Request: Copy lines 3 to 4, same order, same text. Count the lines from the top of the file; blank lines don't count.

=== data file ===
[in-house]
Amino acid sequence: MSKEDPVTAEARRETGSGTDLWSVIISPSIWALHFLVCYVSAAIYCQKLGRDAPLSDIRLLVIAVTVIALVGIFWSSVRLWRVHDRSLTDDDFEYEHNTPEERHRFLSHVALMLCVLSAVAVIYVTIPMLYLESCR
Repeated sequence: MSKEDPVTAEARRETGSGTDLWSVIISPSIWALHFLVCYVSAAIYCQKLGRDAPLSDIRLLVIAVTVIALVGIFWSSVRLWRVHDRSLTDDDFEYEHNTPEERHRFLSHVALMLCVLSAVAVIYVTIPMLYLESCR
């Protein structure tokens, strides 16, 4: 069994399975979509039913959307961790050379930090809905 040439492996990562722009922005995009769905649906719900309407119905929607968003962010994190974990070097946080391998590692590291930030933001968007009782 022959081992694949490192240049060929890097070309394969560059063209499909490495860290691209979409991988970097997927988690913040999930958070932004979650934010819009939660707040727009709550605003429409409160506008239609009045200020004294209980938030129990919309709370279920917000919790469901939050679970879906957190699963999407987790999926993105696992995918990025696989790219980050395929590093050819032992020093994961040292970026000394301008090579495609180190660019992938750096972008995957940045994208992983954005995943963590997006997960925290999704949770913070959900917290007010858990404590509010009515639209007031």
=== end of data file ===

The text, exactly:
Repeated sequence: MSKEDPVTAEARRETGSGTDLWSVIISPSIWALHFLVCYVSAAIYCQKLGRDAPLSDIRLLVIAVTVIALVGIFWSSVRLWRVHDRSLTDDDFEYEHNTPEERHRFLSHVALMLCVLSAVAVIYVTIPMLYLESCR
């Protein structure tokens, strides 16, 4: 069994399975979509039913959307961790050379930090809905 040439492996990562722009922005995009769905649906719900309407119905929607968003962010994190974990070097946080391998590692590291930030933001968007009782 022959081992694949490192240049060929890097070309394969560059063209499909490495860290691209979409991988970097997927988690913040999930958070932004979650934010819009939660707040727009709550605003429409409160506008239609009045200020004294209980938030129990919309709370279920917000919790469901939050679970879906957190699963999407987790999926993105696992995918990025696989790219980050395929590093050819032992020093994961040292970026000394301008090579495609180190660019992938750096972008995957940045994208992983954005995943963590997006997960925290999704949770913070959900917290007010858990404590509010009515639209007031």